CE06 - Polymères, composites, physique et chimie de la matière molle, procédés

Supported Catalytically-Active Supramolecular Hydrogel for Flow Chemistry – CASH

Submission summary

This project deals with enzyme triggered self-assemblies of small peptides in polymer foams (supported Supramolecular Hydrogels). These hydrogels present catalytic activity resulting either from the peptide self-assembly itself, from enzymes embedded in the peptide self-assemblies or from both. In 2019, the two academic partners of this project have shown that such a supported Catalytically-Active Supramolecular Hydrogel (CASH) can lead to powerful catalytic continuous flow reactors. This pioneer work was patented (EP19306077, September 2019) and published recently (Angew. Chem., Int. Ed. 2019). The resulting hybrid material was mechanically robust and displayed a powerful esterase-like activity towards all classes of esters, a feature never reported so far using catalytic self-assemblies. But more interestingly, the enzyme used to form the catalytic hydrogel remained present and active in the material, opening the door of multiple and combined (bio)chemical transformations. In preliminary experiments, we have observed that the encapsulation of enzymes into the hydrogel increased their stability up to one year, expanding considerably the lifetime of the continuous flow process. This last aspect is highly interesting for an industrial technology transfer. Based on peptide design, molecular dynamics simulations, (bio)catalysis and chemical engineering investigations, our goal here is to design original and top-performing catalytic phases for flow developments based on our supported-CASH strategy, highlighting so the potential of this approach for industrial applications. Two types of CASH will be developed: (i) CASH whose catalytic activity originates from the peptide self-assembly itself (called SA way) and (ii) CASH whose catalytic activity comes from enzymes encapsulated in the peptide self-assembly architecture (called E way)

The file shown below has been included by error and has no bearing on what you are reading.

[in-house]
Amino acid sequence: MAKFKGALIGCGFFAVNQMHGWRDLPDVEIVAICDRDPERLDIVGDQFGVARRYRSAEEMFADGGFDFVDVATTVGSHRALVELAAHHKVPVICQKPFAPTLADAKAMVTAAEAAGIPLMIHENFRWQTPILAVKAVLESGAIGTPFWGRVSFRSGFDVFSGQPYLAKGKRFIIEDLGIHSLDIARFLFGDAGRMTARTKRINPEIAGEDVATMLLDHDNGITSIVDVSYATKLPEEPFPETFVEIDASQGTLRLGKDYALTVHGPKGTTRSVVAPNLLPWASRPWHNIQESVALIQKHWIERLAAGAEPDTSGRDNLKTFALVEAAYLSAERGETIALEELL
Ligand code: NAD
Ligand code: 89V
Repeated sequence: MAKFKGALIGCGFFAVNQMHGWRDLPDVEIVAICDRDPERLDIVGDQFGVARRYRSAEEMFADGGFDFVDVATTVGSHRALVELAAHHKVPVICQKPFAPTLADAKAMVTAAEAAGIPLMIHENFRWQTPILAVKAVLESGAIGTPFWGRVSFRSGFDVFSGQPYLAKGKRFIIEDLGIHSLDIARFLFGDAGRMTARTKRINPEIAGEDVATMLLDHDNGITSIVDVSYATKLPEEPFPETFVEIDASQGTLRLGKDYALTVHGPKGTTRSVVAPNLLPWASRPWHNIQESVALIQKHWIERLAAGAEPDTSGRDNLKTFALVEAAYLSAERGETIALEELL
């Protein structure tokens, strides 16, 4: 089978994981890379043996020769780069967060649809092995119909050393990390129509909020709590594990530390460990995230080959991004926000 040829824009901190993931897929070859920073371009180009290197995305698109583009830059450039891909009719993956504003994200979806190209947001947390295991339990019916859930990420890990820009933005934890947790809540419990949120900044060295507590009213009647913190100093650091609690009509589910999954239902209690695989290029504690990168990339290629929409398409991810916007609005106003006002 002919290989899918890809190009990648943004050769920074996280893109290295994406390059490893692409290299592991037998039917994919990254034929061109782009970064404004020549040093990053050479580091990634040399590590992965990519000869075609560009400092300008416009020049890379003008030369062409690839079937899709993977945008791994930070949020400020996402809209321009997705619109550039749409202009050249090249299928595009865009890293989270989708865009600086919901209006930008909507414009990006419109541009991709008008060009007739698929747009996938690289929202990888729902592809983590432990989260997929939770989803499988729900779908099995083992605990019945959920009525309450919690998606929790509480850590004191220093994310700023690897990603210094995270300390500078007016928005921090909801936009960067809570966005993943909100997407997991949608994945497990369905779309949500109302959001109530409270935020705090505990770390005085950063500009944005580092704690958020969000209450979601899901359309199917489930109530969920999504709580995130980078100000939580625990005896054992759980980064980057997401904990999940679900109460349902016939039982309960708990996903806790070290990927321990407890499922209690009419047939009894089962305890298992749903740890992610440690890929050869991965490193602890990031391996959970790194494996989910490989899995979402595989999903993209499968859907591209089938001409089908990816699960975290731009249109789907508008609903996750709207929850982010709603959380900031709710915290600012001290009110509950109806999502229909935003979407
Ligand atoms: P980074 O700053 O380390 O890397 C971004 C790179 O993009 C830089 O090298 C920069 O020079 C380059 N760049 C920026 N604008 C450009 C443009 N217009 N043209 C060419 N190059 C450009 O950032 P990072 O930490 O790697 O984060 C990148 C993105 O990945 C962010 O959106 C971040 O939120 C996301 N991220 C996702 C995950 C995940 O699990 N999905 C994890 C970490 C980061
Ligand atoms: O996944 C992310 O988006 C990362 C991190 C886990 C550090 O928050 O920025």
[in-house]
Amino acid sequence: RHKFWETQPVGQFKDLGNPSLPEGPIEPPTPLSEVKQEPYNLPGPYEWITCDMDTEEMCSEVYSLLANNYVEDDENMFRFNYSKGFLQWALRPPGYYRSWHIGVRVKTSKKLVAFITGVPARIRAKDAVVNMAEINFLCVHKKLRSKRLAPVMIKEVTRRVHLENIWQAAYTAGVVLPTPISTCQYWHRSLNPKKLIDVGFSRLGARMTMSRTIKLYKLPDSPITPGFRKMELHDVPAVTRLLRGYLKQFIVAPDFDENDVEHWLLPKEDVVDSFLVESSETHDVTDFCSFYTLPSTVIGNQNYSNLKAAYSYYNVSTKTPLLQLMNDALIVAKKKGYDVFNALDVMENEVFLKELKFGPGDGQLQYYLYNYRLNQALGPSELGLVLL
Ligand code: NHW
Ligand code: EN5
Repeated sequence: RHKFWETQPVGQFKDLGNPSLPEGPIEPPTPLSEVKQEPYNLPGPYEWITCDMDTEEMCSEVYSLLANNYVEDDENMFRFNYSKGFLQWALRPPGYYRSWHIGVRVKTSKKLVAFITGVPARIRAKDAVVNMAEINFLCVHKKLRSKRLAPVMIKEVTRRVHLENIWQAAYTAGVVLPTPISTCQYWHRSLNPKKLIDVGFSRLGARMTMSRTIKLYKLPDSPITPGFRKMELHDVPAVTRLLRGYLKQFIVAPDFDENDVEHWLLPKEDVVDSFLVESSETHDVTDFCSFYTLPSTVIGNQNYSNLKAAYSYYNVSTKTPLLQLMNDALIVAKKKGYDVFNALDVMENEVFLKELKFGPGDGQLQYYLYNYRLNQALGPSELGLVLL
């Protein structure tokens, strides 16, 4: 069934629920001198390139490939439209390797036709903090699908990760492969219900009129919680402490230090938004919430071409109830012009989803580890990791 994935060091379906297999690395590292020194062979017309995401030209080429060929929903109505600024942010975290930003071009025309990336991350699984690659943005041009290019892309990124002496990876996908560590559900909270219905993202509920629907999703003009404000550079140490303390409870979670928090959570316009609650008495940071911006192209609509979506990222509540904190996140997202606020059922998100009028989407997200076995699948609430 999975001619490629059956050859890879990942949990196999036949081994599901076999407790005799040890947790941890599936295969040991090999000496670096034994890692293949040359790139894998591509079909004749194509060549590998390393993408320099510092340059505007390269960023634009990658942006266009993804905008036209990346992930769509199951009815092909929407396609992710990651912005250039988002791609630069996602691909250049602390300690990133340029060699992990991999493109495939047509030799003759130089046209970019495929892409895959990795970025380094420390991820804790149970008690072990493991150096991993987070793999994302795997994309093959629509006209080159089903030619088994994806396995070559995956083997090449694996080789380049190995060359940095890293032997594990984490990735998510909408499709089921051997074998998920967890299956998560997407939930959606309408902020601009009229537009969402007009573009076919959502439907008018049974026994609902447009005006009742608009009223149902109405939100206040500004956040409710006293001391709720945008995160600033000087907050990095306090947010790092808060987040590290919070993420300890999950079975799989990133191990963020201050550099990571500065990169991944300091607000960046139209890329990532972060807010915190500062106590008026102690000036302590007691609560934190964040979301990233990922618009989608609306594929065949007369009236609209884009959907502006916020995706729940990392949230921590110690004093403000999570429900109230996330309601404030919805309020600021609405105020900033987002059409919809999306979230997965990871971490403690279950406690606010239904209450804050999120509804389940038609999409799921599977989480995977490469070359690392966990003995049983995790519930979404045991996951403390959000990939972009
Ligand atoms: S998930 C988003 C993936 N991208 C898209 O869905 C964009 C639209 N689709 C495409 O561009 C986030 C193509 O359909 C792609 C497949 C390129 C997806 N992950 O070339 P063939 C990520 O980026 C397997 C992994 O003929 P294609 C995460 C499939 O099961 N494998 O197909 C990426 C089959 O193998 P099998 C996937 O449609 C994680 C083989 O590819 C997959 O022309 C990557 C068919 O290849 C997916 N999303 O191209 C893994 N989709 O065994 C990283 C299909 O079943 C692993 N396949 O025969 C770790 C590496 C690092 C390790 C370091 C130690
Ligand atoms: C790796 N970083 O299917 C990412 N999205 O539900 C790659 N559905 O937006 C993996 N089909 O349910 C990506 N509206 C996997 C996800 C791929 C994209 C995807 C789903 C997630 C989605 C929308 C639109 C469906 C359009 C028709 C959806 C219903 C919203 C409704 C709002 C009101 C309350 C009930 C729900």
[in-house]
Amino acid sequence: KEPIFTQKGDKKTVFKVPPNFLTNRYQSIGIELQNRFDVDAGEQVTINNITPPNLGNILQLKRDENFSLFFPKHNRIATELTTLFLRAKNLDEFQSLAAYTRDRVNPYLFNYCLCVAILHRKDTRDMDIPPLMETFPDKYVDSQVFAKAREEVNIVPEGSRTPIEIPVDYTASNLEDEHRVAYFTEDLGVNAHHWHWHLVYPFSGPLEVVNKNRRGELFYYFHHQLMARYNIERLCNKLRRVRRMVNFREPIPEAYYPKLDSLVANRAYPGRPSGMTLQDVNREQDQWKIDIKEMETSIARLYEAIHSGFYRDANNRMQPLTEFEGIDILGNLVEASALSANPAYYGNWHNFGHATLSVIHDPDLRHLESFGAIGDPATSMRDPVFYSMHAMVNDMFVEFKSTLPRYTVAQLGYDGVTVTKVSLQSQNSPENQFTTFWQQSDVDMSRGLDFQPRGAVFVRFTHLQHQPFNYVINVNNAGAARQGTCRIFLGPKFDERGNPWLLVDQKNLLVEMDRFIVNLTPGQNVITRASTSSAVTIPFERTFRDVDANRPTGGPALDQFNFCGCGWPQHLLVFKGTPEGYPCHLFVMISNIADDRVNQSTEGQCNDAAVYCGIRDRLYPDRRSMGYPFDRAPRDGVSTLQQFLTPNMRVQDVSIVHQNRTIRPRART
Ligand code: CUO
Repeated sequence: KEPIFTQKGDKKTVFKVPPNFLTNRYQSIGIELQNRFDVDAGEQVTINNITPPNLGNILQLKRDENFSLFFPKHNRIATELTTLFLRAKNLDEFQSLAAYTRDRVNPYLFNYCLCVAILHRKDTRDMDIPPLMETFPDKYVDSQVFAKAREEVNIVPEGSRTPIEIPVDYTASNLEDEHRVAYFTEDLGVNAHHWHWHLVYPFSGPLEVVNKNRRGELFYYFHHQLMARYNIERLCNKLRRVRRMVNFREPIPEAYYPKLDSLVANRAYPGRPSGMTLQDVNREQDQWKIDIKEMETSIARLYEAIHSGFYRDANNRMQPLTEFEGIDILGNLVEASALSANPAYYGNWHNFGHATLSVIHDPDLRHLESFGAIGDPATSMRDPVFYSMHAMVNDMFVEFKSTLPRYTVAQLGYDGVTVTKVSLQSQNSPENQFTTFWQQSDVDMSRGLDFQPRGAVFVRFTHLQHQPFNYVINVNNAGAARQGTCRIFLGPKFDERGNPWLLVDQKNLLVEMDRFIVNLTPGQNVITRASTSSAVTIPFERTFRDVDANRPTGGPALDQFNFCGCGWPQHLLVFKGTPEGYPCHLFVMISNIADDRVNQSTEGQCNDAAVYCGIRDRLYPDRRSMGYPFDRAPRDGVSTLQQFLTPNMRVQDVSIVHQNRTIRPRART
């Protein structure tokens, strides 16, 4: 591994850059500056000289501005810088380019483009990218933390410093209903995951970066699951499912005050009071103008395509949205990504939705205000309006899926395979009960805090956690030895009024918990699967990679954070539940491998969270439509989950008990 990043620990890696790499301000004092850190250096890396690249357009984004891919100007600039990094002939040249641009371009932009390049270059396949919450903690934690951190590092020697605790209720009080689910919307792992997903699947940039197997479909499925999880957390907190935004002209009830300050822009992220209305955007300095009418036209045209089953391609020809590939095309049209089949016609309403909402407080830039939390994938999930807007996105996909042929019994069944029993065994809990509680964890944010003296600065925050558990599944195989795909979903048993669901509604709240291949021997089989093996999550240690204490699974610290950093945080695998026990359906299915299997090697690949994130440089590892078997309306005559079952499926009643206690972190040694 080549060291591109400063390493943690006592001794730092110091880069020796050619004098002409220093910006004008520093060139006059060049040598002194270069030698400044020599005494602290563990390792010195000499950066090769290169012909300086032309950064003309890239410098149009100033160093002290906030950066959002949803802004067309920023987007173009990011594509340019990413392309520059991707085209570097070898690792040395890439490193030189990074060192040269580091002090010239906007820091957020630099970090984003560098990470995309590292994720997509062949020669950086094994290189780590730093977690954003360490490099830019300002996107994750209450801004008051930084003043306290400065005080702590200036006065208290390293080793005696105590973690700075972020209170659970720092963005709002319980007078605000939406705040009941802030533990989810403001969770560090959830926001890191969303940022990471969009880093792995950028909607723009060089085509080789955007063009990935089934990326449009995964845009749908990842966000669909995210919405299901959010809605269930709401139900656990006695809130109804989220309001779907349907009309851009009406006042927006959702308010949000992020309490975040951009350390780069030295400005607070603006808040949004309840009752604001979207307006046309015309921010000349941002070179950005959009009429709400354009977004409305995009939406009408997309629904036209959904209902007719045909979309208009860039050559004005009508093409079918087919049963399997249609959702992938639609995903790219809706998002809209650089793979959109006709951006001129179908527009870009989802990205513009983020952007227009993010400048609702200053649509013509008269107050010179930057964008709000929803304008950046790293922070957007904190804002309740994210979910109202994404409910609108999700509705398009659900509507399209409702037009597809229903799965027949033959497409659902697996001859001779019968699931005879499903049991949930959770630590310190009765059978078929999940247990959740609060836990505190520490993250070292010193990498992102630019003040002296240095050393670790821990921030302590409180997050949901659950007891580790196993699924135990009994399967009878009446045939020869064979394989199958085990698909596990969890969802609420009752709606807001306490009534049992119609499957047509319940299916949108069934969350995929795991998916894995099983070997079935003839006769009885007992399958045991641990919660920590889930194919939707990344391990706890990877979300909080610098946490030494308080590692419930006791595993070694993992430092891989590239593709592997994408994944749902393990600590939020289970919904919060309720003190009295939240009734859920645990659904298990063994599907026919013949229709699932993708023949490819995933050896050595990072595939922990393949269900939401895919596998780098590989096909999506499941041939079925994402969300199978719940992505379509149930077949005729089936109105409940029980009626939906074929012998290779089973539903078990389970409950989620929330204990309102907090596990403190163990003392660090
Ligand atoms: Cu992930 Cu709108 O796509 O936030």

First, this project aims to establish a general peptide sequence suitable to design a large variety of supported-CASH exhibiting various catalytic activities. Aldolization is targeted to illustrate the potential of our peptide design strategy. Second, we will develop a universal method to encapsulate all kinds of enzyme in supramolecular hydrogels leading to enzymatically active materials to fulfill tubular flow reactors (E way). In collaboration with ALYSOPHIL, our industrial partner expert in flow chemistry, we will develop a gram scale reactor and apply our technology from either SA or E way and apply it to compounds of industrial interest. In order to control the design and use of various supported CASH, fundamental investigations will be performed both experimentally and using molecular dynamic computer simulations. We will address issues such as the mechanism of the self-assembly process initiated at enzymes, the dynamics of the enzymes in the self-assembled hydrogel (mobility, thermodynamic equilibrium between enzymes bound to the self-assembly and free enzymes), mechanical properties of the resulting CASH and its stability when brought in contact with water/solent mixtures.
This project is a “PRCE” going from TRL1 to TRL5. Our goal is to keep our scientific leading position and to transfer to industry our discoveries to produce valuable compounds through a highly competitive process. Thanks to flow chemistry, we are going to seek energy saving, yield and selectivity increase as well as production costs reduction. These are current key challenges faced by industry and requested by the society.

Project coordination

Loïc Jierry (Institut Charles Sadron (UPR 22))

The author of this summary is the project coordinator, who is responsible for the content of this summary. The ANR declines any responsibility as for its contents.


BioMat Biomatériaux et bioingénierie (UMR_S 1121)
CMC Chimie de la Matière Complexe (UMR 7140)
I.C.S Institut Charles Sadron (UPR 22)

Help of the ANR 465,790 euros
Beginning and duration of the scientific project: - 42 Months

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